I'm not fimiliar with that version at all. The only bios that epox released, that I know of is the 07/03(4PC33703), 8/19(4PC33819), 12/16(4PC33C16) and the 12/25(4PC33C25). Unless the bios you have is a leak bios from somewhere, other than that what is the different between the version your running and the previous version?

EDIT: Never mind I found which version your talking about. Bios version 2D00 is the same as 12/25(4PC33C25.BIN). Thanks, waiting to hear more from yah on the prescott and Good luck!

Anarchi 02-05-2004 06:34 PM

Anyone know if the Prescott will work on an Abit IC7-G? Im using BIOS 2.0.

Does the Prescott use 0.13 or 0.09 silicon?


[EDIT] BIOS 2.1 is out now, it has prescott support:

BIOS ID:2.1


1. Updated CPU micro code for Prescott.
2. Changed default RTC year to 2004.
3. Updated Intel OSB logo.
4. Fixed an issue where a system with BIOS 20 will hang at post code "AF" with certain memory modules is installed.
5. BIOS compile date: 01/28/2004

Fraoch 02-05-2004 06:56 PM

Quote:

Originally posted by Anarchi
Does the Prescott use 0.13 or 0.09 silicon?

0.09. Which should have decreased the heat, but didn't, due to the chip's architecture.

FearFactory 02-05-2004 07:21 PM

Maybe a stupid question.... but.. Prescott is already out? I have an Epox 4PDA2+ i865PE rev 2.0, hope Prescott will work on this board.

XJ. 02-05-2004 07:28 PM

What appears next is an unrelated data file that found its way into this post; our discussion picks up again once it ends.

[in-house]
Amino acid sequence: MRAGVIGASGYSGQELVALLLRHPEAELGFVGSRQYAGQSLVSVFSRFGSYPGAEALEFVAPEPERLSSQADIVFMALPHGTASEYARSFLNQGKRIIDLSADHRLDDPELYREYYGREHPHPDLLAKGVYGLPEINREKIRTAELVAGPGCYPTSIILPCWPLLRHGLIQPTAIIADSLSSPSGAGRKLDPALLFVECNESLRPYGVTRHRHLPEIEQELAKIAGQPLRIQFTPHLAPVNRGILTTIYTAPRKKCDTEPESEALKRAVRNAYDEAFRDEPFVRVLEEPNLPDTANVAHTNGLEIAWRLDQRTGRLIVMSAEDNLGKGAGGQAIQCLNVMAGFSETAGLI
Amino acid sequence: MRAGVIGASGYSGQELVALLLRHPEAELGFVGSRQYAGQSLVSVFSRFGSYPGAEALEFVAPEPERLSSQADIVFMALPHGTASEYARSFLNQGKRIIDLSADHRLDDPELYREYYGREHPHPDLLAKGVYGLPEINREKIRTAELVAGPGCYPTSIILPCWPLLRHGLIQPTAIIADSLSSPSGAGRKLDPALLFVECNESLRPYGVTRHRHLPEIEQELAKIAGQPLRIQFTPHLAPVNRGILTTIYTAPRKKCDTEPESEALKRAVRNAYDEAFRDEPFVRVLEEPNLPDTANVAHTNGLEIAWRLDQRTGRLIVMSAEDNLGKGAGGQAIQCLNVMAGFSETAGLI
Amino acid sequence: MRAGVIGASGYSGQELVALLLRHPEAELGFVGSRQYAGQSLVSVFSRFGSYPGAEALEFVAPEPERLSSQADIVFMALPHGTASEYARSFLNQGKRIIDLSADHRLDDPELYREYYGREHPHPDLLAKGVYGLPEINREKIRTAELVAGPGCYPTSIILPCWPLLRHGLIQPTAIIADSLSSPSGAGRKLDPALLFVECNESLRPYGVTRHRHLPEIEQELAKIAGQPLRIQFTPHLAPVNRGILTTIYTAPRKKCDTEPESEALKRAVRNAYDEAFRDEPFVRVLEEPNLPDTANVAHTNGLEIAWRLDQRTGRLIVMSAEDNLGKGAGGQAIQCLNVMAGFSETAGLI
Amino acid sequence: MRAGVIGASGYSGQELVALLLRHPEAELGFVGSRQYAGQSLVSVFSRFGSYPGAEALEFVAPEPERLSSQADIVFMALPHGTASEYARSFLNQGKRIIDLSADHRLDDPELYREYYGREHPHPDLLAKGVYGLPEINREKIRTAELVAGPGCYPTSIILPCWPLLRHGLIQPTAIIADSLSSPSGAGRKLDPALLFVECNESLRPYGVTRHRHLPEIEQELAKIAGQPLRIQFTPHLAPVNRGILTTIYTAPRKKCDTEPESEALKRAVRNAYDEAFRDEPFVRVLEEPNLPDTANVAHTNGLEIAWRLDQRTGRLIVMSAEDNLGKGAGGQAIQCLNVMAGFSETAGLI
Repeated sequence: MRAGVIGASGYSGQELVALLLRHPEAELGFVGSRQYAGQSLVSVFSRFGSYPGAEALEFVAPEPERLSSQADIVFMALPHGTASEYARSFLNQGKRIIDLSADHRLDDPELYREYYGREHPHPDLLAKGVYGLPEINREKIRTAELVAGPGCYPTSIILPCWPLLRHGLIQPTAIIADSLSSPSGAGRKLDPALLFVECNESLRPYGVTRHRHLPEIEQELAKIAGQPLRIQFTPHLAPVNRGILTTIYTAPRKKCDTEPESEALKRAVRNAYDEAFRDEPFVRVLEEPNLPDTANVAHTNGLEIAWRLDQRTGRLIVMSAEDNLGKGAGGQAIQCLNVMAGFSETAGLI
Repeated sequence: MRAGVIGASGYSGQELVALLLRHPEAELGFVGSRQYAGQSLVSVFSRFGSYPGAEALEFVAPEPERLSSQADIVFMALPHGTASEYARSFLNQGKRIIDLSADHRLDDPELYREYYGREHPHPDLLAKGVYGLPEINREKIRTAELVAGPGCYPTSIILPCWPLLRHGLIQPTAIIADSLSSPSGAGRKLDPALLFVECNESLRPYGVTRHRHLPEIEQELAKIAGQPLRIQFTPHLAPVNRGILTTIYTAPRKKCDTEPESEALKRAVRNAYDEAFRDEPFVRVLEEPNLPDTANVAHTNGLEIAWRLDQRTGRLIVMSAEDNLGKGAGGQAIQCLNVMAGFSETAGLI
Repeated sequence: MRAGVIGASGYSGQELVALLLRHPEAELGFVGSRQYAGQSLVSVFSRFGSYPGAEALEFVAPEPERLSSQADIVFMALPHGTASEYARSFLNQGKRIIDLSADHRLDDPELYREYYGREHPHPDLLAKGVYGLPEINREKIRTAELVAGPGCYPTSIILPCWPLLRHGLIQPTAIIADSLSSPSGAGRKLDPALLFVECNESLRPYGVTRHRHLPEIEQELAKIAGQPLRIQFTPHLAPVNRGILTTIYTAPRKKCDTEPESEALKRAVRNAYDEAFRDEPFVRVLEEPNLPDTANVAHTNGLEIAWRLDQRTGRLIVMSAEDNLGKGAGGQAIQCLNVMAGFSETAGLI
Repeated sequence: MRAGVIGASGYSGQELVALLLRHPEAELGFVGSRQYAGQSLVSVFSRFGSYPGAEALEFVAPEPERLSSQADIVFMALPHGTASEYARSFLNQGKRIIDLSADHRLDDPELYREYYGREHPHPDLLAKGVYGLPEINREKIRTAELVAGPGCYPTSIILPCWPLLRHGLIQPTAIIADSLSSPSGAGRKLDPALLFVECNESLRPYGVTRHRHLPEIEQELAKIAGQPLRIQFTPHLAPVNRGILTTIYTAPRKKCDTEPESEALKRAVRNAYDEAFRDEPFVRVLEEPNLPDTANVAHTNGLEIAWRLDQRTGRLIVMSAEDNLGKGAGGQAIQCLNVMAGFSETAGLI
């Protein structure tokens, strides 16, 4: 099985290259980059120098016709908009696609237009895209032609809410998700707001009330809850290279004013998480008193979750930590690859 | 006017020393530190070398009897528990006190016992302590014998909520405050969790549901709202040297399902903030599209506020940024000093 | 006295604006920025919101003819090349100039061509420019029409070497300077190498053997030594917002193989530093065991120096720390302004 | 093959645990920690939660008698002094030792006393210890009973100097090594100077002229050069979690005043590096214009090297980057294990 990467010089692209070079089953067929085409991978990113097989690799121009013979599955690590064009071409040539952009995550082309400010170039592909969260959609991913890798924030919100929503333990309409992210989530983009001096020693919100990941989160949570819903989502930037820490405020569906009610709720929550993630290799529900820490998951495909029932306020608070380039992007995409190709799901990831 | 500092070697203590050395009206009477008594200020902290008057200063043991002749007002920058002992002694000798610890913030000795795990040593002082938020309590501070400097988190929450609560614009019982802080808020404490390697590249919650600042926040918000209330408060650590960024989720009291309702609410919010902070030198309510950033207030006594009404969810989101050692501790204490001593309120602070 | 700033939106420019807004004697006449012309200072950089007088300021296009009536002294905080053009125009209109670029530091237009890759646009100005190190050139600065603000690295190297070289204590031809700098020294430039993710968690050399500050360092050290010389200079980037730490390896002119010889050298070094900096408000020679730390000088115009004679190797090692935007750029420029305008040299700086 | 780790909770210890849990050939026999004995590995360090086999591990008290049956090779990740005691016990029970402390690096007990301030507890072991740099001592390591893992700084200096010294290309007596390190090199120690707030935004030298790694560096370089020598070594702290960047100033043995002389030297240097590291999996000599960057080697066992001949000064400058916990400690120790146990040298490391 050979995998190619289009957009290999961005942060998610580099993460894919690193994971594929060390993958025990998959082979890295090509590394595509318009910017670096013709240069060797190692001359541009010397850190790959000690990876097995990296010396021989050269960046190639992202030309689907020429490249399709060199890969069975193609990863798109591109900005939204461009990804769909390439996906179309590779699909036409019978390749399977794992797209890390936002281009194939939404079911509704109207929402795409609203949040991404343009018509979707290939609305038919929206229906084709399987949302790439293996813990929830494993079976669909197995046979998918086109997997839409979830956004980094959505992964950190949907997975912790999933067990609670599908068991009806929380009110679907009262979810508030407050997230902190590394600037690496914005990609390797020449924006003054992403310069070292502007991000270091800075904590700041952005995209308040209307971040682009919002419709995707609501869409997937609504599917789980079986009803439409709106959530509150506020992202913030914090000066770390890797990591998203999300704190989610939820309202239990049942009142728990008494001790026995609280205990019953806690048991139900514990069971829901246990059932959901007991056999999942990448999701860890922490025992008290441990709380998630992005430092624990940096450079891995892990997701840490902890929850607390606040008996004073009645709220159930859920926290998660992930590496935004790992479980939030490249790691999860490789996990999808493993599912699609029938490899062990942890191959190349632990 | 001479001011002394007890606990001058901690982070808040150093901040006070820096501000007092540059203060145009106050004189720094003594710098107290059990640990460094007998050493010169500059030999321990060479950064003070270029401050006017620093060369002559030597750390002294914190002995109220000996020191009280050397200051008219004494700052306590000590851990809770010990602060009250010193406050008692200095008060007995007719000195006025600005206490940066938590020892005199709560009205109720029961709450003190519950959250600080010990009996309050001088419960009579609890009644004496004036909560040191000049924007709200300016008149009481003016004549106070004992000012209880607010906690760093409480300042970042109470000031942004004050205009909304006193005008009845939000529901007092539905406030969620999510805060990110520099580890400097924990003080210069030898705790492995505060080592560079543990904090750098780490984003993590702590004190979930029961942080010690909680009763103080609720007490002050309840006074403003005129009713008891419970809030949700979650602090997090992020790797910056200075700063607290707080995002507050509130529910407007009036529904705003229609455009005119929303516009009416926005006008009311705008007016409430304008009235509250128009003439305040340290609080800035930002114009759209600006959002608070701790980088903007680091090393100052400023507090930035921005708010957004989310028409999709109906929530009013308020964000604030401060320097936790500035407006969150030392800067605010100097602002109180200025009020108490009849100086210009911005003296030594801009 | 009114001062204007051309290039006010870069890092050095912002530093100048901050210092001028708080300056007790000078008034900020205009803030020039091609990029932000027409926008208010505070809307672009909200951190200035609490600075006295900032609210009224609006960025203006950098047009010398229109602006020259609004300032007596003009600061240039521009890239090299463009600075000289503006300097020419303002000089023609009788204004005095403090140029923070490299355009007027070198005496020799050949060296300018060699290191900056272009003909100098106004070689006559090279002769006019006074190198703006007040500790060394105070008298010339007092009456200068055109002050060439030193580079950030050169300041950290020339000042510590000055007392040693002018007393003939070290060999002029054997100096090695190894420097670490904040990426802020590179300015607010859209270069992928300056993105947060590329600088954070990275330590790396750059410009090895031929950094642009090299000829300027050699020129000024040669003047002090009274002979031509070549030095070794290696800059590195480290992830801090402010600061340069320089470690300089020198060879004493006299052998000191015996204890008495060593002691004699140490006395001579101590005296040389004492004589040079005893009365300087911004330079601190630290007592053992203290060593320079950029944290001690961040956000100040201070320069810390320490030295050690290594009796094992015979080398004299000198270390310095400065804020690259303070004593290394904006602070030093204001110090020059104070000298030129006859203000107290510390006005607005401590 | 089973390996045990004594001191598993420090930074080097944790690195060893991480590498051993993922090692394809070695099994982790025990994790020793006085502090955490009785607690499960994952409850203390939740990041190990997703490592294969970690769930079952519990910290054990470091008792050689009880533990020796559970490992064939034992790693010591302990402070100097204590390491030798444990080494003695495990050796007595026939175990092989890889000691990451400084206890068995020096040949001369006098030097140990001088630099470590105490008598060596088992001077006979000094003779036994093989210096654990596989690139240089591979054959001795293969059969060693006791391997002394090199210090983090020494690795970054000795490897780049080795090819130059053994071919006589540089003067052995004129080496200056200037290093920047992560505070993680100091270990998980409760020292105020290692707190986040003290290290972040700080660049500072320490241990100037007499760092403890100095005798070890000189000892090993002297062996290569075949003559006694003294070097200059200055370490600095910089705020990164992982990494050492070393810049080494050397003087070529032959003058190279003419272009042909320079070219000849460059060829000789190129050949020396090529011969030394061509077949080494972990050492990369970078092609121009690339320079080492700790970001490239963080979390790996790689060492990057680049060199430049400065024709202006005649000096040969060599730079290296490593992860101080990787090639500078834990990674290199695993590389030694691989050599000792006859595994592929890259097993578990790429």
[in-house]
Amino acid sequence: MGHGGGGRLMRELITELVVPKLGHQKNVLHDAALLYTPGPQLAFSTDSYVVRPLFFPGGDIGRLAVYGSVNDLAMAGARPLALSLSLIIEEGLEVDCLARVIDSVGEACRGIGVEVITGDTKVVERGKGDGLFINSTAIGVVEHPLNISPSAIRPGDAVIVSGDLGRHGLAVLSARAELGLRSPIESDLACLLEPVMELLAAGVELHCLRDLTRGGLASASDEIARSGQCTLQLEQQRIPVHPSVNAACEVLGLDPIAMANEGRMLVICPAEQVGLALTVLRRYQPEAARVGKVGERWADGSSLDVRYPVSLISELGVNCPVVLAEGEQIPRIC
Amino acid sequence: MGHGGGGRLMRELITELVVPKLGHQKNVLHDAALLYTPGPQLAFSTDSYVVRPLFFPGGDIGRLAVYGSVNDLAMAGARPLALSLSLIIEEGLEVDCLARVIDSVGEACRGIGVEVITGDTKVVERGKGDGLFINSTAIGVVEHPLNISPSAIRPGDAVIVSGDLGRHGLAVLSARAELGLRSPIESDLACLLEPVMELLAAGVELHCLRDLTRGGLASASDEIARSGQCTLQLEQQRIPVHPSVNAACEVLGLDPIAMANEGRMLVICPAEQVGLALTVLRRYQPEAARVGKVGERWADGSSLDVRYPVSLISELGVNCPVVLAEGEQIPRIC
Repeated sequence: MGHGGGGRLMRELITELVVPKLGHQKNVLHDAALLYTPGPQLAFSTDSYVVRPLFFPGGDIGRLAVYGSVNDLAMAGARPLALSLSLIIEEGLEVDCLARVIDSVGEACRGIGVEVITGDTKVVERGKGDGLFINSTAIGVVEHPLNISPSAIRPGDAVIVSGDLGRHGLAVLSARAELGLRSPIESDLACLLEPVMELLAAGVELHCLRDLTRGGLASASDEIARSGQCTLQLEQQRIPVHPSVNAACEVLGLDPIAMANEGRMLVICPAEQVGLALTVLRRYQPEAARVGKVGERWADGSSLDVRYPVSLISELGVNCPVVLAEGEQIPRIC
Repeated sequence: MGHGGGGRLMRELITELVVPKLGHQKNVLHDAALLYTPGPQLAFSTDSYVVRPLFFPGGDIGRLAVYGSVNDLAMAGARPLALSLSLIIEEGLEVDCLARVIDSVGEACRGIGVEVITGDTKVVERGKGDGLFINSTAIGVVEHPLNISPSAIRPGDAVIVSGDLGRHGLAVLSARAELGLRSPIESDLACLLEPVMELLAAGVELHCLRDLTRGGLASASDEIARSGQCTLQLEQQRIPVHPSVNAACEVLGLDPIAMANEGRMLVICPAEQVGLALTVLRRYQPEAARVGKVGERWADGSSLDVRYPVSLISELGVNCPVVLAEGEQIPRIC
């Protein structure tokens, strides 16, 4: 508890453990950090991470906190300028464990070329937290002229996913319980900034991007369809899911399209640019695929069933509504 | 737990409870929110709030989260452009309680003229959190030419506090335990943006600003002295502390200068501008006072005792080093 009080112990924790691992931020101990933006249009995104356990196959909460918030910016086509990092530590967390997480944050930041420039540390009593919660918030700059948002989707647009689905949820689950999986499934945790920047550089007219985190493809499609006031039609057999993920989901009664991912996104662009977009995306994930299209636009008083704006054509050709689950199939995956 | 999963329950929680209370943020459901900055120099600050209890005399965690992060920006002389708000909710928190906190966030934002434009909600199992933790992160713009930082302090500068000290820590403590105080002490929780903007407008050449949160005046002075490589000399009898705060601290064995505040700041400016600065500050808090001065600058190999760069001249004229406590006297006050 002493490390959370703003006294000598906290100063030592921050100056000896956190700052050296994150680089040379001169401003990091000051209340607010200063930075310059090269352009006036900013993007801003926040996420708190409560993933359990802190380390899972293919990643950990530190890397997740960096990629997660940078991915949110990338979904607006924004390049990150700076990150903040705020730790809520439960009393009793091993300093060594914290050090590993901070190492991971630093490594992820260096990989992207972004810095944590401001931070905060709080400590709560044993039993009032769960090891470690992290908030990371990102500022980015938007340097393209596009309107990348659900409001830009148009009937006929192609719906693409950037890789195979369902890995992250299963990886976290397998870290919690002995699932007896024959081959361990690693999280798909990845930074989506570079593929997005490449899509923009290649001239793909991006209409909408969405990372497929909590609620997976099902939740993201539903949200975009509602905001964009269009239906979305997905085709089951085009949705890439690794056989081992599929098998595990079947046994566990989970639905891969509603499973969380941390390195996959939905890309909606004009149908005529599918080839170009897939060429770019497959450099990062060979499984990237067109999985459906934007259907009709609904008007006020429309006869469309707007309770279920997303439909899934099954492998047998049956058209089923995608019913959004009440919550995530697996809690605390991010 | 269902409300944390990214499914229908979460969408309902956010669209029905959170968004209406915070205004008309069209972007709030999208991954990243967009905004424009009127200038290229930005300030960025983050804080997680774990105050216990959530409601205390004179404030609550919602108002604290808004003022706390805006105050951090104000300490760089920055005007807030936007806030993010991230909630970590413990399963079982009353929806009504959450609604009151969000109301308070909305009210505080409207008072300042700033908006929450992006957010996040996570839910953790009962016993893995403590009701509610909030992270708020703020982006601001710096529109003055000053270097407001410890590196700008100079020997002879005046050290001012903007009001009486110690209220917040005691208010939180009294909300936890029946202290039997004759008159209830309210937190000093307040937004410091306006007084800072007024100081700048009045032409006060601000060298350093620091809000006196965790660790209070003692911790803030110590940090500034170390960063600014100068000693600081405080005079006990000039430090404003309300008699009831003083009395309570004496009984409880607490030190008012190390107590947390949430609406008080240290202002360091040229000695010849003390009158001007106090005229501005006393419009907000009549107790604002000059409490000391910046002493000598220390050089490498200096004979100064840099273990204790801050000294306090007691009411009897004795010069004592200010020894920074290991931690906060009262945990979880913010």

Quote:

Originally posted by Fraoch
0.09. Which should have decreased the heat, but didn't, due to the chip's architecture.
Actually, it's due more to process limitations (leakage current) than the implementation of the architecture, AFAIK.


Edit: Oops, as others above have already pointed out :blush:

Kawaiitenshi 02-06-2004 08:04 AM

Part two!
 
Chapter 3 - Heat is not my friend


Ten hours of dual Primes passed so it's time to crank up the speed. I rebooted and set core voltage to 1.450v, saved settings and returned to BIOS.

Prescott seems to be very sensitive to core voltage increases, temperature went up one degree from just +0.05v increase, at default speed and water cooling!

I upped FSB to 233MHz and set memory divider to 5:4. I have four double-sided sticks so it's a very heavy load for the memory controller even at default clock speed. Increasing vDimm actually makes things worse since at higher voltage even less current gets through to physical memory chips!

14*233=3260MHz should be easy and it was, I played more Firestarter and had no problems.